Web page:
alleged breaches of fiduciary duty. (Am. Complt. at 139).
Plaintiffs argue that such “losses” are money
damages, a classic legal remedy.
Court does not agree that the relief plaintiffs seek is
legal. The relief plaintiffs seek is equitable, because the
remedy they seek was available in equity prior to the merger
of equity and law. The remedy plaintiffs seek is a surcharge,
a form of equitable restitution. See Restatement (Third)
of Trusts § 95, comment b (2012) (“If a
breach of trust causes a loss, including any failure to
realize income, capital gain or appreciation that would
have resulted from proper administration, the beneficiaries
are entitled to restitution and may have the trustee
surcharged for the amount necessary to compensate fully
for the consequences of the breach.”) (emphasis added).
The remedy existed prior to the merger of law with equity.
See Princess Lida of Thurn and Taxis v.
Thompson, 305 U.S. 456, 464 (1939) (the “court has
the power to fix the compensation of the trustee . . . and .
. . to surcharge him with losses incurred . .
.”) (emphasis added). Although restitution is not an
exclusively equitable remedy, it is equitable when the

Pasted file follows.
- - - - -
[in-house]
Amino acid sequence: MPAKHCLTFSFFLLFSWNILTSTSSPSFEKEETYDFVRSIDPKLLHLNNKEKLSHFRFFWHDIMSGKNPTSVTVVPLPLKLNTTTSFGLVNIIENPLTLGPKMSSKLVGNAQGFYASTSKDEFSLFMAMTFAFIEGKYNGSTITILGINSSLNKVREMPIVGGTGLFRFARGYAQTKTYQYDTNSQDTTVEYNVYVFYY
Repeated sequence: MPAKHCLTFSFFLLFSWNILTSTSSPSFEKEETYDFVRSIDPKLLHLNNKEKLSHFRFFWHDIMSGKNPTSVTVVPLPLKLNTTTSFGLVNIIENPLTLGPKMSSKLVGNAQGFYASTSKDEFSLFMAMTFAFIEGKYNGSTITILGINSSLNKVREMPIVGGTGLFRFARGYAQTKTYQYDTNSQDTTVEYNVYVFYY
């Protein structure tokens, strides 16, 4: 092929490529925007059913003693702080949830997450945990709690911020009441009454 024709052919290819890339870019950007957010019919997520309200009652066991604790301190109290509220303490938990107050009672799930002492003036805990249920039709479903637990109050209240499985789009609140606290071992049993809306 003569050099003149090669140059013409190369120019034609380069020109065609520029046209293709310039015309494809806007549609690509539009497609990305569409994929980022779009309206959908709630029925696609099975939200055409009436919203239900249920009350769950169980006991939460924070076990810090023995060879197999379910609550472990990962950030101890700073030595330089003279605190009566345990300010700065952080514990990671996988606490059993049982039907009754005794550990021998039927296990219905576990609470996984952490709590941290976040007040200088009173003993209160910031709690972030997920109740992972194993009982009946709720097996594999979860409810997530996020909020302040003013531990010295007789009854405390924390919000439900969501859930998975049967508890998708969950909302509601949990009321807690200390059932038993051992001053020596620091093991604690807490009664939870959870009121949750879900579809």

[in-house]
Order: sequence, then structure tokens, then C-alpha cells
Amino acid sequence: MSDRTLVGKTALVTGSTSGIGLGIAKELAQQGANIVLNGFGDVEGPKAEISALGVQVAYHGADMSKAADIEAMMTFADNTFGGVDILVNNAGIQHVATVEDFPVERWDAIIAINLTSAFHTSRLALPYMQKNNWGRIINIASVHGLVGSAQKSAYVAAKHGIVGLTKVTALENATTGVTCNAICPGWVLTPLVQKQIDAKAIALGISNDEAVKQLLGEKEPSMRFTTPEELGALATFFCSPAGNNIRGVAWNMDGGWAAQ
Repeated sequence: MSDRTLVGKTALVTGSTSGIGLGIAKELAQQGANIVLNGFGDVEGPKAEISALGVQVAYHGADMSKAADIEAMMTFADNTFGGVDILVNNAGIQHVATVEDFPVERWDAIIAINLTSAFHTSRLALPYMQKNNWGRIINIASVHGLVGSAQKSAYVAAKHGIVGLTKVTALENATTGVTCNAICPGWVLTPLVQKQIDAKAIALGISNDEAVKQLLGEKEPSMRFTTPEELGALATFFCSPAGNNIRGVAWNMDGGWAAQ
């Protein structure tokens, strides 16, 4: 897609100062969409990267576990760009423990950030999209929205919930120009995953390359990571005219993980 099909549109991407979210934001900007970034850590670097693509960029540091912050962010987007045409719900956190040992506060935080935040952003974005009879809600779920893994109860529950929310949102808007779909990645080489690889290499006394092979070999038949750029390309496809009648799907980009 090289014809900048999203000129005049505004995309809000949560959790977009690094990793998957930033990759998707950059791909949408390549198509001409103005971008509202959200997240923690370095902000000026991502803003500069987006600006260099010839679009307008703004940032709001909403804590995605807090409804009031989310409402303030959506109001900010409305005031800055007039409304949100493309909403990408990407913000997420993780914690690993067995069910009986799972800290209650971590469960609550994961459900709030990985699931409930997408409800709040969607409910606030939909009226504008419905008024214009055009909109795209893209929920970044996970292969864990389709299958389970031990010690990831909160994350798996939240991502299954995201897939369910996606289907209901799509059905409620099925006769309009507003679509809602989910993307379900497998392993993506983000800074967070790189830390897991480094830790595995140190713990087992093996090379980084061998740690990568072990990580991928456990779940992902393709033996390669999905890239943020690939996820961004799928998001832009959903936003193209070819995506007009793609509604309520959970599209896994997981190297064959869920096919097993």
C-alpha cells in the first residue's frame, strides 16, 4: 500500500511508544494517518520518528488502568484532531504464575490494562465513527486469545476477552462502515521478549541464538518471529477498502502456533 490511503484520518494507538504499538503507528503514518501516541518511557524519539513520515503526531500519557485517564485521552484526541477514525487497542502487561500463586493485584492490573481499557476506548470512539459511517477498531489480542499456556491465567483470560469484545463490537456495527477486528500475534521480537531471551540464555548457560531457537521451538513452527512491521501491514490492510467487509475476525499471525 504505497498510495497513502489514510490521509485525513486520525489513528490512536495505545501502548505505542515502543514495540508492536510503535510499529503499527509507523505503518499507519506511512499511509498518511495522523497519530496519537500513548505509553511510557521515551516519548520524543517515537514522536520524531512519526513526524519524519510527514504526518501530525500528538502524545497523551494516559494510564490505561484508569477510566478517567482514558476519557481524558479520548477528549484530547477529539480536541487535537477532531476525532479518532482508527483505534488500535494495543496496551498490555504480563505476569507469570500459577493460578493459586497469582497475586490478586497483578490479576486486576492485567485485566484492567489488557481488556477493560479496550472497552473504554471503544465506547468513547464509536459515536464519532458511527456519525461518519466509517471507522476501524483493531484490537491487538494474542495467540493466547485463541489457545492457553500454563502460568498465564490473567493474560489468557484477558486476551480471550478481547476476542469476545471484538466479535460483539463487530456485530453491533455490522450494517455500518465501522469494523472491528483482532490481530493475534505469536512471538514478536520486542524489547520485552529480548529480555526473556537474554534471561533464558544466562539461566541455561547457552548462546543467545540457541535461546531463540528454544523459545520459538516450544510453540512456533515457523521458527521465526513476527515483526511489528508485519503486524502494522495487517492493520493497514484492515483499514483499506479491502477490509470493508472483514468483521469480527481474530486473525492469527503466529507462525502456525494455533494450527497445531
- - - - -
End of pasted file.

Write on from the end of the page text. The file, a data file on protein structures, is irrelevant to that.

underlying claim is equitable, as it is here. Reich v.
Continential Cas. Co., 333 F.3d 754, 755-56 (7th Cir.
1994) (“whether [restitution] is equitable depends
merely on whether it is being sought in an equity
suit.”); see also Mondry v. American Family Mut.
Ins. Co., 557 F.3d 781, 806 (7th Cir. 2009)
(“‘restitution is equitable when it is sought by
a person complaining of a breach of trust.'”).
Accordingly, the relief plaintiffs seek in this §
502(a)(2) suit is equitable, and they are not entitled to a
jury trial. In reaching this decision, the Court is in good
company. Bell v. Pension Comm. of Ath Holding Co.
LLC, Case No. 15-cv-2062, 2016 WL 4088737 (S.D. Ind.
Aug. 1, 2016) (striking demand for jury in ERISA §
502(a)(2) case); George v. Kraft Foods Global Inc.,
Case Nos. 07 C 1713, 07 C 1954, 2008 WL 780629 (N.D. Ill.
March 20, 2008); Abbott v. Lockheed Martin Corp.,
Case No. 06-cv-0701, 2007 WL 2316481 (S.D. Ill. Aug. 13,
motion  to strike jury demand is granted, and the ...